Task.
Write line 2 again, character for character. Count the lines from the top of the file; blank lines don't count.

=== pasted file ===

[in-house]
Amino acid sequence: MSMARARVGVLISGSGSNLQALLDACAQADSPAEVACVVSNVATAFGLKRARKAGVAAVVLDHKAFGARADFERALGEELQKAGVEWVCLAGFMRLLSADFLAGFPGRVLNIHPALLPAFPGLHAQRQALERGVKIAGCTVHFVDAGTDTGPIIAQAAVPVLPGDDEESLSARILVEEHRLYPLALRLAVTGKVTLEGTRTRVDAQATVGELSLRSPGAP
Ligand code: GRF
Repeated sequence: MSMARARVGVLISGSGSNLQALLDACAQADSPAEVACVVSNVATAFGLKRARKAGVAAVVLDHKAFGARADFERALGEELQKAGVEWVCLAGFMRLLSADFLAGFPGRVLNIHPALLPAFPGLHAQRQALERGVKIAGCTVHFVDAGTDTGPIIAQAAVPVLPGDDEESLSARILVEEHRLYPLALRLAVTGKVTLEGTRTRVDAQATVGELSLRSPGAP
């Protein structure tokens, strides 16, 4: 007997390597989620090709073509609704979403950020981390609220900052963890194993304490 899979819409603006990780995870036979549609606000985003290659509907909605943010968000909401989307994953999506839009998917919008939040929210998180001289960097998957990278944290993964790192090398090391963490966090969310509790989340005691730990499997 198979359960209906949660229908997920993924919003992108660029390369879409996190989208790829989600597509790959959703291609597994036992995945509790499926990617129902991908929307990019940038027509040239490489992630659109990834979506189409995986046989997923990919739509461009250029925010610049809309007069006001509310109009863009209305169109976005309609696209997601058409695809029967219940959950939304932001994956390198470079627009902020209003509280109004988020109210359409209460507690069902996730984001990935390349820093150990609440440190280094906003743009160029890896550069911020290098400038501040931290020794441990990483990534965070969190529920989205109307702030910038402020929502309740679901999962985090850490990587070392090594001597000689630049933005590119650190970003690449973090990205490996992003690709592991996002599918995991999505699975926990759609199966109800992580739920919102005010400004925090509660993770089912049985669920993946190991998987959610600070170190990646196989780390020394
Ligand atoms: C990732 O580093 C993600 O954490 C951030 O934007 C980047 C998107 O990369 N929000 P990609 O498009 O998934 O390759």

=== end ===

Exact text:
Amino acid sequence: MSMARARVGVLISGSGSNLQALLDACAQADSPAEVACVVSNVATAFGLKRARKAGVAAVVLDHKAFGARADFERALGEELQKAGVEWVCLAGFMRLLSADFLAGFPGRVLNIHPALLPAFPGLHAQRQALERGVKIAGCTVHFVDAGTDTGPIIAQAAVPVLPGDDEESLSARILVEEHRLYPLALRLAVTGKVTLEGTRTRVDAQATVGELSLRSPGAP